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Scand J Public Health. 2007;35(6):655-61.

Prestige and its significance for medical specialties and diseases.

Author information

  • 1Department of Health Services Research, Institute of Public Health, University of Copenhagen, Denmark. m.norredam@pubhealth.ku.dk

Abstract

AIMS:

The aim of this paper is to review the literature concerning the existence of prestige hierarchies for medical specialities and diseases. Moreover, the implications of prestige for priority setting in healthcare systems are discussed.

METHODS:

The study is based on a review of the literature. Papers were obtained through the National Library of Medicine, PubMed. The search was conducted on 14 July 2005, and included articles from 1950 until that date. The medical subject headings "disease", "illness", and "medical specialities" were combined with the search word "prestige". A total of 183 papers were found. Only studies focusing on prestige hierarchies for medical specialities and diseases were included. The final search identified 20 articles, six of which specifically established hierarchies for medical specialities and diseases.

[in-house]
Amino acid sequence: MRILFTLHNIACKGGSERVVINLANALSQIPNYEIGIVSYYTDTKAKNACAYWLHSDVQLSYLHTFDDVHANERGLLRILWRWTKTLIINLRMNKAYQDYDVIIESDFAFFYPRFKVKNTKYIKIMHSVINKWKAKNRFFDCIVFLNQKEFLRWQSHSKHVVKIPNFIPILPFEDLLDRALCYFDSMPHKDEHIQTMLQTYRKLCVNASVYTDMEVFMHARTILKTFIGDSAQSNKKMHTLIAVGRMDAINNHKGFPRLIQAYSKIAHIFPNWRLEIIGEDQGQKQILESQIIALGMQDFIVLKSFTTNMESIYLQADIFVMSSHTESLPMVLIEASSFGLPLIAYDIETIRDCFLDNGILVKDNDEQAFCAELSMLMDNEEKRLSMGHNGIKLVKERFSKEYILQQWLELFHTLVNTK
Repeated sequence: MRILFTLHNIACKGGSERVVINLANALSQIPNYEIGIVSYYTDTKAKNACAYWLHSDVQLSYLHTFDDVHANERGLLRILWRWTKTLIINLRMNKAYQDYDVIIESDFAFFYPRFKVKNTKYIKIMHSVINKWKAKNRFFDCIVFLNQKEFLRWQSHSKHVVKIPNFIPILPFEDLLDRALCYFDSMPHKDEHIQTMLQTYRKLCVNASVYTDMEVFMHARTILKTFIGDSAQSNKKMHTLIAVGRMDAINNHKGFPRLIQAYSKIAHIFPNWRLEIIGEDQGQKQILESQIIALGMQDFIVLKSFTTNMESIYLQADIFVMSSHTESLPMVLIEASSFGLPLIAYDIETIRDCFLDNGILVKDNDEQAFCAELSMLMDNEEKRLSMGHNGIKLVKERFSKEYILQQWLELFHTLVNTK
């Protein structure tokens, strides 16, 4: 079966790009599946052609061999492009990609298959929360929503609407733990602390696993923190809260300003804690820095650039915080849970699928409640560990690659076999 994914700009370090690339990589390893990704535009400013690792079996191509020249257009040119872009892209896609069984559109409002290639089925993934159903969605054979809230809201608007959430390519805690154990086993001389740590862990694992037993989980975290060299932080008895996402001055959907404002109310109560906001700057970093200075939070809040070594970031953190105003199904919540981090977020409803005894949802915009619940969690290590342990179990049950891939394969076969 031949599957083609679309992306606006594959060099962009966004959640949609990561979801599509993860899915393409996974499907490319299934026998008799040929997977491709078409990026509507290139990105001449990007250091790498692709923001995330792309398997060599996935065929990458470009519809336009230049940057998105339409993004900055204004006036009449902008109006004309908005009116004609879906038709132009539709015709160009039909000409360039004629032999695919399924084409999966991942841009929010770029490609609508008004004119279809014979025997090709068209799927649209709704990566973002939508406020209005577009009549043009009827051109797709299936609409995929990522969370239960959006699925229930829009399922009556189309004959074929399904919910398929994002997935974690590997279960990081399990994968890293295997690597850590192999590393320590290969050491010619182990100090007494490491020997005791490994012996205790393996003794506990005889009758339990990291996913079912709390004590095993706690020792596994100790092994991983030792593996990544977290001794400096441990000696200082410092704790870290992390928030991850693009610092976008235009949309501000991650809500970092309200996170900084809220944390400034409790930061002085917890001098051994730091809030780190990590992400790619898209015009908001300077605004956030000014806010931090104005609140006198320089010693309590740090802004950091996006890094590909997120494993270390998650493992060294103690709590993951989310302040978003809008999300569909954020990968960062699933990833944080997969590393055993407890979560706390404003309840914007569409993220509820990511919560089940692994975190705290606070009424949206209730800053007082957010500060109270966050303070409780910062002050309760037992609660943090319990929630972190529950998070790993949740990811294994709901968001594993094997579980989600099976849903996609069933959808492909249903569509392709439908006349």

RESULTS:

The review documented prestige hierarchies for medical specialities and diseases. Explanatory characteristics behind the distribution of prestige were identified. It was demonstrated that active, specialized, biomedical, and high-technological types of medicine practised on organs in the upper part of the bodies of young or middle-aged people were accorded high levels of prestige. Medicine with the opposite characteristics had low levels of prestige.

CONCLUSIONS:

Medical specialities and diseases differ with regard to prestige. Characteristics related to specialties and diseases determine their prestige. The authors suggest that differences in prestige bear consequences for actual priority setting in healthcare systems, and contend that this should be further investigated.

PMID:
17852972
[PubMed - indexed for MEDLINE]
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